It’s Monday! What Are You Reading?

The It’s Monday! What Are You Reading meme is hosted at Book Journey. In Sheila’s absence I’m linking this post via Twitter at #IMWAYR


It’s been a  rather ordinary week for our family – work, school, gymnastics, cubs, scouts, soccer, basketball. It keeps us busy though. I think I’ve finally reworked my schedule so I can keep on top of everything, though of course in five weeks when Spring finally arrives and a new school term starts, it will all change again.

What I Read Last Week

The Art of Baking Blind by Sarah Vaughan

The Guilty One by Sophie Littlefield

The Beast’s Garden by Kate Forsyth

The Callahan Split by Lisa Heidke

Long Bay by Eleanor Limprecht

New Posts

(click the titles to read my reviews)

Review: The Art of Baking Blind by Sarah Vaughan ★★★

Review: The Guilty One by Sophie Littlefield ★★★1/2

AWW Feature: Fairytales, The Beast’s Garden and Kate Forsyth

Review: The Beast’s Garden by Kate Forsyth ★★★★1/2

Review: The Callahan Split by Lisa Heidke ★★★

Review & Giveaway:  Long Bay by Eleanor Limprecht ★★★

What I Am Reading Today

#1 New York Times bestselling master of suspense Jonathan Kellerman delivers a riveting standalone thriller featuring the unforgettable Grace Blades. Master psychologist by day, seductive adrenaline junkie by night, Grace has a very dark past—one that’s about to bleed into a terrifying present.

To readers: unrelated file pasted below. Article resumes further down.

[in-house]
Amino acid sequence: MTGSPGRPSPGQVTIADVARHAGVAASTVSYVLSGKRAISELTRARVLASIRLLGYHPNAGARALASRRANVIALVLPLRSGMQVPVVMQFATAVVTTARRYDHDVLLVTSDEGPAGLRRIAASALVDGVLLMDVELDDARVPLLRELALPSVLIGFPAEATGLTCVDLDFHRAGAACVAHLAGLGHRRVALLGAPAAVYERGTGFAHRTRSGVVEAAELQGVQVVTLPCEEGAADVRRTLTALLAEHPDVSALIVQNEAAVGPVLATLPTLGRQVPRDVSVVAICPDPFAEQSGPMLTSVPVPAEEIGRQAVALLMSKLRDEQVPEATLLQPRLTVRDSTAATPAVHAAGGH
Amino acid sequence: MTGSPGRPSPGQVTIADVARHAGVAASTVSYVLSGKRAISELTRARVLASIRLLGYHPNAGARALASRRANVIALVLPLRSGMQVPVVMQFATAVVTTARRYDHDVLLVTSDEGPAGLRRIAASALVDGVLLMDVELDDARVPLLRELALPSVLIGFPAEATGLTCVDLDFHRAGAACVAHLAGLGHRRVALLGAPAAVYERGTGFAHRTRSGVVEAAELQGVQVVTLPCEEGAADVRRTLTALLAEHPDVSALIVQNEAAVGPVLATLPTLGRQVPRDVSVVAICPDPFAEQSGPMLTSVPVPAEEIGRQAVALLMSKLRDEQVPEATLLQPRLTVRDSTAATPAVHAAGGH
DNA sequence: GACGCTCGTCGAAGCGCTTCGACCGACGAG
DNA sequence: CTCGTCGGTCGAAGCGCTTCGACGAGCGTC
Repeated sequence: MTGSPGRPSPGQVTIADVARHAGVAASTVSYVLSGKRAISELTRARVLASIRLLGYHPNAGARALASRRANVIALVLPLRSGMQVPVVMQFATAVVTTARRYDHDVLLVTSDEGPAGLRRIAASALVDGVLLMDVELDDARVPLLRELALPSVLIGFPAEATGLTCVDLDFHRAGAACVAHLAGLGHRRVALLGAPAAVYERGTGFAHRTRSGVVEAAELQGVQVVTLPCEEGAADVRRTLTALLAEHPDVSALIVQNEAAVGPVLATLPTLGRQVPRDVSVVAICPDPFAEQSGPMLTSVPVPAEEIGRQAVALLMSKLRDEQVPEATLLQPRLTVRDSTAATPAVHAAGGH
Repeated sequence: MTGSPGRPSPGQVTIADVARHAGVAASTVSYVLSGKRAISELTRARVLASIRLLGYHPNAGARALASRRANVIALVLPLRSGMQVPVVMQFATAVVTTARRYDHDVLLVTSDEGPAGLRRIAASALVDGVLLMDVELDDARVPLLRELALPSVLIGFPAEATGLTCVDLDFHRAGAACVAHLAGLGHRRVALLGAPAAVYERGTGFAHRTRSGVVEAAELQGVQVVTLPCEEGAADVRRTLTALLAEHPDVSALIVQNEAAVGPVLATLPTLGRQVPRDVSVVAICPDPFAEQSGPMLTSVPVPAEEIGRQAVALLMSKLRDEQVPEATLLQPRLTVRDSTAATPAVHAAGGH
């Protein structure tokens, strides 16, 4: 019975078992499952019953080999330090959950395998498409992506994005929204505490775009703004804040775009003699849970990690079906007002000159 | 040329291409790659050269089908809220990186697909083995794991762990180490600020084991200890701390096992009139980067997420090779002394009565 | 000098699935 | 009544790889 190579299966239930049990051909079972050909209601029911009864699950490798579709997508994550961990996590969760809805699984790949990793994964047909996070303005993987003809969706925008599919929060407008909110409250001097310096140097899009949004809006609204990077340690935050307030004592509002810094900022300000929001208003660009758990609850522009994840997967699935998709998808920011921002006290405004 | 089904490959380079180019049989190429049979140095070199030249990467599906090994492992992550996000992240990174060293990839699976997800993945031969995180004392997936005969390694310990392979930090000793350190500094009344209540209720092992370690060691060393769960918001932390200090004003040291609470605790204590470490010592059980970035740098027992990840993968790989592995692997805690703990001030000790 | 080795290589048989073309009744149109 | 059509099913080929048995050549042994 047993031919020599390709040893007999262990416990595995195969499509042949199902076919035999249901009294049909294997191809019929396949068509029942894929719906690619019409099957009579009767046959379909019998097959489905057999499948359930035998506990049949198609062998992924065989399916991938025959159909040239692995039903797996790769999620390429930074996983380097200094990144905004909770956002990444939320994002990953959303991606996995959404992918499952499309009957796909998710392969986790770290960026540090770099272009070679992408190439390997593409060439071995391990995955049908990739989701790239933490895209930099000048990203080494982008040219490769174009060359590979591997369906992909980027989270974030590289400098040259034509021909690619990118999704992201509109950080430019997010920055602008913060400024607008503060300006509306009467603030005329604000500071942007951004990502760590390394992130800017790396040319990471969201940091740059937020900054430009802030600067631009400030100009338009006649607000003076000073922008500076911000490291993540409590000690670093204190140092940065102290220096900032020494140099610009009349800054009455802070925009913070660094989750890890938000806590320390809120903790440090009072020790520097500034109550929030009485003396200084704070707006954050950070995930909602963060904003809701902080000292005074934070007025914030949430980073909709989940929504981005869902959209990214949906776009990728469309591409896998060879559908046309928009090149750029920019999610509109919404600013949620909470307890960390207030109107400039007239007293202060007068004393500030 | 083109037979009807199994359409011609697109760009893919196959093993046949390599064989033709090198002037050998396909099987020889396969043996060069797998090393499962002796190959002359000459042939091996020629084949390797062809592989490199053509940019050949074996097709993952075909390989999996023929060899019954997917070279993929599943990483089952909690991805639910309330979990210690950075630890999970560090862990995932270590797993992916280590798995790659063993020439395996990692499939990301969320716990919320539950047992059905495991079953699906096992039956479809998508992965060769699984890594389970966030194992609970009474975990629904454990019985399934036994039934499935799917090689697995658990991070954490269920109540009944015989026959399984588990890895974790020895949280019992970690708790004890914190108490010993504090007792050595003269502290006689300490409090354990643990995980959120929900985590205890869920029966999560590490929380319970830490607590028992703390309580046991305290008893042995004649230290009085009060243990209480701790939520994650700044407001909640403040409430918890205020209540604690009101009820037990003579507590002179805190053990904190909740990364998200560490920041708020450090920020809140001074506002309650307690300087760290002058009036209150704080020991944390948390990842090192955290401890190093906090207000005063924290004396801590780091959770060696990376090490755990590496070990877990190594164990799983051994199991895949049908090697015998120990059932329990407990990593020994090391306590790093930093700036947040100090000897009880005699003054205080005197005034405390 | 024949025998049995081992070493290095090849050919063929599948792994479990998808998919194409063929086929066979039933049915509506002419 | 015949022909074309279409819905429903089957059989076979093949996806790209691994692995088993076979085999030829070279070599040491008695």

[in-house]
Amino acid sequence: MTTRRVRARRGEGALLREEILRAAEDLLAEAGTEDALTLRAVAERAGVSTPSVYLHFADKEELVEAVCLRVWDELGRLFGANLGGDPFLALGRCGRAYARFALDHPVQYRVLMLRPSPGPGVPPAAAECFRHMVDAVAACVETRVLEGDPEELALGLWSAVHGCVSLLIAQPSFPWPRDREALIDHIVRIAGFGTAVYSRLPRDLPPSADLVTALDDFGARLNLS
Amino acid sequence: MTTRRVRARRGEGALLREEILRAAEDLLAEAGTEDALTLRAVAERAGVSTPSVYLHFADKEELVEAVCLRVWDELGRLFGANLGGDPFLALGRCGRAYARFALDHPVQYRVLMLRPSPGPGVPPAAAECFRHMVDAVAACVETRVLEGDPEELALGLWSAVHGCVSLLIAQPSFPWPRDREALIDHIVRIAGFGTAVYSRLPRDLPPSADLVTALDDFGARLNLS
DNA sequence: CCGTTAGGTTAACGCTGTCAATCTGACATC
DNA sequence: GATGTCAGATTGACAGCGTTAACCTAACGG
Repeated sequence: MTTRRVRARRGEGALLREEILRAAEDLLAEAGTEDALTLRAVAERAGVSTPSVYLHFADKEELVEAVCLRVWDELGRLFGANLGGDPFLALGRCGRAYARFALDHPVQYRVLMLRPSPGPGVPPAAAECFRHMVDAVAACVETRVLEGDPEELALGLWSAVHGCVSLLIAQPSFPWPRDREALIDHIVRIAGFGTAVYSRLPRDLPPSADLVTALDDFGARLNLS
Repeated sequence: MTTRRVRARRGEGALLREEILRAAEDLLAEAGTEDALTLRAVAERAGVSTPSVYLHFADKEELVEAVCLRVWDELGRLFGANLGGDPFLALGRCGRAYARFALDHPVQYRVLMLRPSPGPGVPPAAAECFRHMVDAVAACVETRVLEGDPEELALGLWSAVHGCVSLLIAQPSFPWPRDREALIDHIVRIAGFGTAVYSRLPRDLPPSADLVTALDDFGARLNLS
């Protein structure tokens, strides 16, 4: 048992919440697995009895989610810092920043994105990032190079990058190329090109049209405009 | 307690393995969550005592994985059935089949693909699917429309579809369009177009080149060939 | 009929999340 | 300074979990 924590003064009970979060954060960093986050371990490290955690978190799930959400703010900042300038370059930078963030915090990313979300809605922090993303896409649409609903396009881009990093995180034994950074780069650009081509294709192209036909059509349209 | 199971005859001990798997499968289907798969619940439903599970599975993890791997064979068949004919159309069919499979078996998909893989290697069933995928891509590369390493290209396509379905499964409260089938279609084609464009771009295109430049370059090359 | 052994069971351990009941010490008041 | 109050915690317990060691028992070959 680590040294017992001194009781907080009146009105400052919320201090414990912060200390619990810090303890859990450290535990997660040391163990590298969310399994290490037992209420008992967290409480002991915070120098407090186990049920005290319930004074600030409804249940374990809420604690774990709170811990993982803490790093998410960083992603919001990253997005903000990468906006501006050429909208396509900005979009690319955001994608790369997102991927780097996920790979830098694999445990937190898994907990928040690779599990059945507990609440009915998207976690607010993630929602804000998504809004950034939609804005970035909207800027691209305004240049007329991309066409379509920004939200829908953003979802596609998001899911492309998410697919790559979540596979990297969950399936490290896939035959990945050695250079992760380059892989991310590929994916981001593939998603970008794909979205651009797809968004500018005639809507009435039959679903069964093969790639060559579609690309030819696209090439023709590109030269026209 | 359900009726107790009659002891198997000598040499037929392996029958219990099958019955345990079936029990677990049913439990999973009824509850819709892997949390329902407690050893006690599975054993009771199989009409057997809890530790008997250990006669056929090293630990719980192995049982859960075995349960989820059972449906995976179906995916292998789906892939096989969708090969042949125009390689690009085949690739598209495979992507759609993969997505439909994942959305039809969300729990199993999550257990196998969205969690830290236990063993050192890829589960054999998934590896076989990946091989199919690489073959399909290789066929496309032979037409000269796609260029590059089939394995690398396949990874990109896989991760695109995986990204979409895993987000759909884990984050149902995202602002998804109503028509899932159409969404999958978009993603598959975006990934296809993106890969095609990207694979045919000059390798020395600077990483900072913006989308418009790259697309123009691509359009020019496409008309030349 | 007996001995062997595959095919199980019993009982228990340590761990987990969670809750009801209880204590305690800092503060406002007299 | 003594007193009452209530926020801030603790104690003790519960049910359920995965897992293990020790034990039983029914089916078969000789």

What I Plan To Read This Week

(click the covers to view at Goodreads)

Even for Private Investigations, the world’s top detective agency, it’s tough to find a man who doesn’t exist . . . Craig Gisto has promised Eliza Moss that his elite team at Private Sydney will investigate the disappearance of her father. After all, as CEO of a high-profile research company, Eric Moss shouldn’t be difficult to find. Except it’s not just the man who’s gone missing. Despite the most advanced technology at their disposal, they find every trace of him has vanished too. And they aren’t the only ones on the hunt. Powerful figures want Moss to stay ‘lost’, while others just as ruthlessly want him found. On top of that, a routine background check has become a frantic race to find a stolen baby and catch a brutal killer – a killer Private may well have sent straight to the victim’s door . . .

IN the smoky haze of a small town’s cane harvesting season, May grew up as the silent bearer of her father’s vicious beatings. But four schoolmates save her with the simple act of their friendship.  Now in their thirties and busy with their own lives, the four friends are unaware how important they still are to May: Tate, a ballsy newspaper subeditor is struggling with her new role as mother; Alex, a bohemian soul has let his anxiety get in the way of his future happiness; Leah, the “boy mad” gal is one French backpacker away from her next heartbreak; and Benny, a die-hard romantic is about to give up his dreams and surrender the fantasy of being with the one girl he’s ever loved… Leah. But it’s May that holds their friendship together and she is up to something that will change their lives forever.  A harrowing, heart-wrenching read for anyone whose high-school friends became their family.


In this funny, insightful memoir, a young socialite risks social suicide when she takes a job at a legendary funeral chapel on New York Citys Upper East Side.Good Mourning offers a behind-the-scenes look at one of the most famous funeral homes in the country where not even big money can protect you from the universal experience of grieving.
It’s Gossip Girl meets Six Feet Under, told from the unique perspective of a fashionista turned funeral planner.